Beams are sized based on 1) Deflection, (bending) and 2) Shear. Notches can affect a beam differently in those two situations differently.
1) A beam deflects most at the center of the span. This puts the fibers along the top and bottom of the beam in the most stress.
Basically, those fibers along the extreme edges are stressed the most at the center of ...
The lap joint is to position the top surface of the beams to the same level, and to provide a common surface for fasteners.
The ends of most beams can be reduced some without diminishing the maximum load capacity - usually found at the middle of a beam.
The problem you have, is that two 2x4 turned on side (as you propose) will be exactly 4" thick - which is the thickness of the other 2x4 studs - which means there is no space for the wiring. Given that you only need to create room for a 6" exhaust, I think you can go for a much simpler approach:
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The correct way is to frame the opening with a header, jack studs(aka trimmers) and king studs in the same manner that window and door openings are framed. See image below for reference.
The header is typically made of two pieces of 2x lumber face nailed together, sometimes with a piece of 1/2” plywood between the two to make the depth of the header match ...
The responses have been superb so far, however just to complete the breadth of understanding you should have prior to putting large openings into timber load bearing stud walls:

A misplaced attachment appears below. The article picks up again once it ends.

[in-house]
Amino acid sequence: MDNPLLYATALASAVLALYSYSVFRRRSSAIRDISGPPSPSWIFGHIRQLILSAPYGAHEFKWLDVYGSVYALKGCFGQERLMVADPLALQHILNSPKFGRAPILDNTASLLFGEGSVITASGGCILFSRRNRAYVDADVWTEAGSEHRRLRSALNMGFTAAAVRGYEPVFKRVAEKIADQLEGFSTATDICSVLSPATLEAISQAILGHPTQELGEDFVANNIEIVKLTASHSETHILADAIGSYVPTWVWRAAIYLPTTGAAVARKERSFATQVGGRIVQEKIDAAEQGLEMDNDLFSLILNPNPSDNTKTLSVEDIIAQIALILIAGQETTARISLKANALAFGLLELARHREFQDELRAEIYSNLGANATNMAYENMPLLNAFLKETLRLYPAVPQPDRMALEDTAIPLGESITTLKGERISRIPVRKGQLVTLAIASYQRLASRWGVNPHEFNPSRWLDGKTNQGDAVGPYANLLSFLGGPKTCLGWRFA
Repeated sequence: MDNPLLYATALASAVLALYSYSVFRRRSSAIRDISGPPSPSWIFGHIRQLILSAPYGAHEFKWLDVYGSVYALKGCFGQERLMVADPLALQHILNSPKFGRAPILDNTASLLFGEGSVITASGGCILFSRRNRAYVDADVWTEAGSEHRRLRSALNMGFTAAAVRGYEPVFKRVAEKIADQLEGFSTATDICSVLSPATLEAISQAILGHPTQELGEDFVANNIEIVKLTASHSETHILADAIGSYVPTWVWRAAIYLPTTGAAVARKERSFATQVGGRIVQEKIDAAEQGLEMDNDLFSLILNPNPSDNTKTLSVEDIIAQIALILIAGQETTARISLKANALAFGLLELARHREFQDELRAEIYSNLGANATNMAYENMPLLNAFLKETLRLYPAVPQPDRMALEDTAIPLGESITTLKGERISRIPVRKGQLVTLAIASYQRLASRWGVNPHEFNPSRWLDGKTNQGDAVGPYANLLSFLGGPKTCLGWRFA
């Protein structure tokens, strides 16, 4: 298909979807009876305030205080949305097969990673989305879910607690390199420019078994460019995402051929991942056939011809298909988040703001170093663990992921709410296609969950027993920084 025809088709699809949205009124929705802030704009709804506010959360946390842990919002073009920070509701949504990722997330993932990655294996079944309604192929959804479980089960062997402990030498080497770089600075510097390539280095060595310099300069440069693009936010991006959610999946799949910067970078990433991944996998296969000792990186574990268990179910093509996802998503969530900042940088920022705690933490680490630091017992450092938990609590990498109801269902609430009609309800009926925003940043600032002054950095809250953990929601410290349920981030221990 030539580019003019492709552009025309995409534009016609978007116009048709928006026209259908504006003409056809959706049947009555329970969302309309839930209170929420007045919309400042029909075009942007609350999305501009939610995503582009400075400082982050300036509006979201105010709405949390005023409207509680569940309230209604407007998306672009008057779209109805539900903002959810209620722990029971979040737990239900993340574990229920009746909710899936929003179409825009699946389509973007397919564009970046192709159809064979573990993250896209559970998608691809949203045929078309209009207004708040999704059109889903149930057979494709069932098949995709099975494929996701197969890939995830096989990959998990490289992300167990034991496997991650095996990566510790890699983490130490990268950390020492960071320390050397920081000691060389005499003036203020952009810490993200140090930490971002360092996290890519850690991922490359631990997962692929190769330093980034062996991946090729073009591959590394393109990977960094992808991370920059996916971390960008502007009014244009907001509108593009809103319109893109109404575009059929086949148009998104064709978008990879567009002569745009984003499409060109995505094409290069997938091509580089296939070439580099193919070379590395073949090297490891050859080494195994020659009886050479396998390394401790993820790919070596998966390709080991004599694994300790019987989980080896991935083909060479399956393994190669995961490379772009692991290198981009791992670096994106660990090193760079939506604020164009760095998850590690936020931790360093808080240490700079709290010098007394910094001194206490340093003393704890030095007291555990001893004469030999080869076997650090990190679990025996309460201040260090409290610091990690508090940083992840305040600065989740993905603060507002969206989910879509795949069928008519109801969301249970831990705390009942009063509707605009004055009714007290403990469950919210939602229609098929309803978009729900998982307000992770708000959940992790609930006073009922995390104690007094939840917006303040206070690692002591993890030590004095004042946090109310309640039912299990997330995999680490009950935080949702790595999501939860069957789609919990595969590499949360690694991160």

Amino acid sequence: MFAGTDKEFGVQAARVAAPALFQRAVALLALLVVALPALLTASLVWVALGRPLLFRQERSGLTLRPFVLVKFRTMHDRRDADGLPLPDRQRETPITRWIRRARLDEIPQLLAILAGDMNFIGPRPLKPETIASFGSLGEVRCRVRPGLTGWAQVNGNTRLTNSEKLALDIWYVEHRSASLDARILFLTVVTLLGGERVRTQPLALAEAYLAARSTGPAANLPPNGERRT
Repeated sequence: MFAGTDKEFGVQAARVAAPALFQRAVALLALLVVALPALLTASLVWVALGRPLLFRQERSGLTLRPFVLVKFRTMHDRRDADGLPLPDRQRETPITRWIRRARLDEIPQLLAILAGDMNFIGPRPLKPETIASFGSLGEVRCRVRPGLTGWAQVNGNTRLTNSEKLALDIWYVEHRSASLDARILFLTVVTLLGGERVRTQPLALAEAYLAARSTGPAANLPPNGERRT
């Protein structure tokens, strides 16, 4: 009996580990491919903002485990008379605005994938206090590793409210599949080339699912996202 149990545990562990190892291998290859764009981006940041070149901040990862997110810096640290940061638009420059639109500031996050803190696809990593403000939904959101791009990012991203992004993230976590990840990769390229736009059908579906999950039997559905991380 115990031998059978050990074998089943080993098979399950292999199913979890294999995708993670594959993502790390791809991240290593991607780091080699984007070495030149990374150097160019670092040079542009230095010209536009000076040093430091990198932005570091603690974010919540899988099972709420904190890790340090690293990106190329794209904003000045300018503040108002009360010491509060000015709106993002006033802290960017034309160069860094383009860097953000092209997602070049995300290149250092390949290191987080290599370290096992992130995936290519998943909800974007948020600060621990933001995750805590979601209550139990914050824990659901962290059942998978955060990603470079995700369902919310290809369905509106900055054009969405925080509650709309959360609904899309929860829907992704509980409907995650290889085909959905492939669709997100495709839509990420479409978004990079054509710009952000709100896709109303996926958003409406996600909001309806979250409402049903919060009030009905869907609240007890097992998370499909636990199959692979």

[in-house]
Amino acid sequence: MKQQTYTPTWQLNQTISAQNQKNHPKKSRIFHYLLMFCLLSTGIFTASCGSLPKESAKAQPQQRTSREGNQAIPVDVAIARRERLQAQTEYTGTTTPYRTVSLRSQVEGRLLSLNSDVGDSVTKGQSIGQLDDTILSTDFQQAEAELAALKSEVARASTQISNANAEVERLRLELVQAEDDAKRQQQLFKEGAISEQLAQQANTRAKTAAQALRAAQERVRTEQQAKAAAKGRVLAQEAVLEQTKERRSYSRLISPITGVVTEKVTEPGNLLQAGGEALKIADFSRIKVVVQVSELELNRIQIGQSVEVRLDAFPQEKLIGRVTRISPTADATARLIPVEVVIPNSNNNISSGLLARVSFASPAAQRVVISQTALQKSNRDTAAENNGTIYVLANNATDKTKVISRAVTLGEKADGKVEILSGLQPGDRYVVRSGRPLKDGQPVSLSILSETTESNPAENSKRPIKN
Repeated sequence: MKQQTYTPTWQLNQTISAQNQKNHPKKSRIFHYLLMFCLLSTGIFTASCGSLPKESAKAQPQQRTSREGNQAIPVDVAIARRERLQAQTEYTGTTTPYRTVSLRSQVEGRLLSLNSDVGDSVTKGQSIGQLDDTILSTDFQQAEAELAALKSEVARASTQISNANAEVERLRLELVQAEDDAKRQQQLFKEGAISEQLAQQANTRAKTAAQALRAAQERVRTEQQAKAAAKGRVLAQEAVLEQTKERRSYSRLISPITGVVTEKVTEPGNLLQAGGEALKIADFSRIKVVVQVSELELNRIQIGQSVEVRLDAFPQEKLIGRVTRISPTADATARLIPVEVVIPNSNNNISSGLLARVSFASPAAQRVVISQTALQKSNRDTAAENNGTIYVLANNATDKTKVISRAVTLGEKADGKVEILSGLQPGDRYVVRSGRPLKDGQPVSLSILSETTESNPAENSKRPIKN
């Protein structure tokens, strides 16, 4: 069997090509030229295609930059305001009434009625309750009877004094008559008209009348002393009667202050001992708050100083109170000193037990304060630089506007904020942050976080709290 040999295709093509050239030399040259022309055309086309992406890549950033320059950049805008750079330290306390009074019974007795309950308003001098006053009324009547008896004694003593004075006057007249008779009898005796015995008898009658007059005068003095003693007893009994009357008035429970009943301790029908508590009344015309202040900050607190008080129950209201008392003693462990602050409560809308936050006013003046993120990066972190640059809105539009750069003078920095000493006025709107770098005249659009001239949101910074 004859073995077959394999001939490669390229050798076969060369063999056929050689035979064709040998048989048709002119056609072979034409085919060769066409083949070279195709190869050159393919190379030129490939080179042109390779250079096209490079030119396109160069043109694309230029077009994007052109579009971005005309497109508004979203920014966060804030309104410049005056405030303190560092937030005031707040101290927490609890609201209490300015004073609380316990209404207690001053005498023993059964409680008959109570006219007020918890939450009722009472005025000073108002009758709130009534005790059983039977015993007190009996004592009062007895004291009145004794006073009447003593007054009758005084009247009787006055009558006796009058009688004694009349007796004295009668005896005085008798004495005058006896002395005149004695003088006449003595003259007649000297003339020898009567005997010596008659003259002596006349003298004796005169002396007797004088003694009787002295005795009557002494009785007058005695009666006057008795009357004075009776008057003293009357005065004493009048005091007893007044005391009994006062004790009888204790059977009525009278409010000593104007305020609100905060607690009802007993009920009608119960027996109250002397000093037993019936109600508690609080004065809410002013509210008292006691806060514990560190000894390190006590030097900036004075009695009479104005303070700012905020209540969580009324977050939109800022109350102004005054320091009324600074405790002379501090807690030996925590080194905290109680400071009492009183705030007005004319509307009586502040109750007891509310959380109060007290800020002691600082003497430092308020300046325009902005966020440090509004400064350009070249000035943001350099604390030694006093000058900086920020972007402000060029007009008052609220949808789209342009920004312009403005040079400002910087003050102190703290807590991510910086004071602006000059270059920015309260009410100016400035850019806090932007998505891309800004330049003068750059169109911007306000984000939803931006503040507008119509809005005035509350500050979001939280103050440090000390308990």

Indeed, bearing is one key issue to be aware of when removing studs. The suggestions for overcoming these in other comments are adequate, and following this should result in ...
Just a note that shoring the ceiling while you make the wall/stud modifications is non-trivial business in itself. From Litchfield's Renovation, you have a couple of options, using screw jacks or even an entire temporary stud wall, parallel to the one you're hacking. The latter is probably overkill for what you're doing, so I'm only illustrating the screw ...
The opening you want to create has to be framed like a window as shown*.
Notice the addition of a header to carry the load of the cut stud (cripple stud) to the sides, and the added jack studs which support the header. Because you're only supporting a light weight cabinet rather than a window, you probably don't need the double sill (single will do).
Can I safely remove one stud from a load bearing wall?
Yes, but you need to properly support the gap with a header. If you aren't willing to do this then don't remove the stud, period.
Will this damage the integrity of the bearing wall?
Without a header you are technically compromising the integrity of whatever the wall is holding up.
At best the floor ...
It is absolutely UNSAFE! - this will damage the structural integrity of the wall! The load in a load-bearing stud wall is carried by the studs.
Your options are:
Surface mount the cabinet
Flush mount the cabinet between studs
Cut the stud and insert a beam to carry the load from the stud to the two studs either side. You will need to reinforce each side ...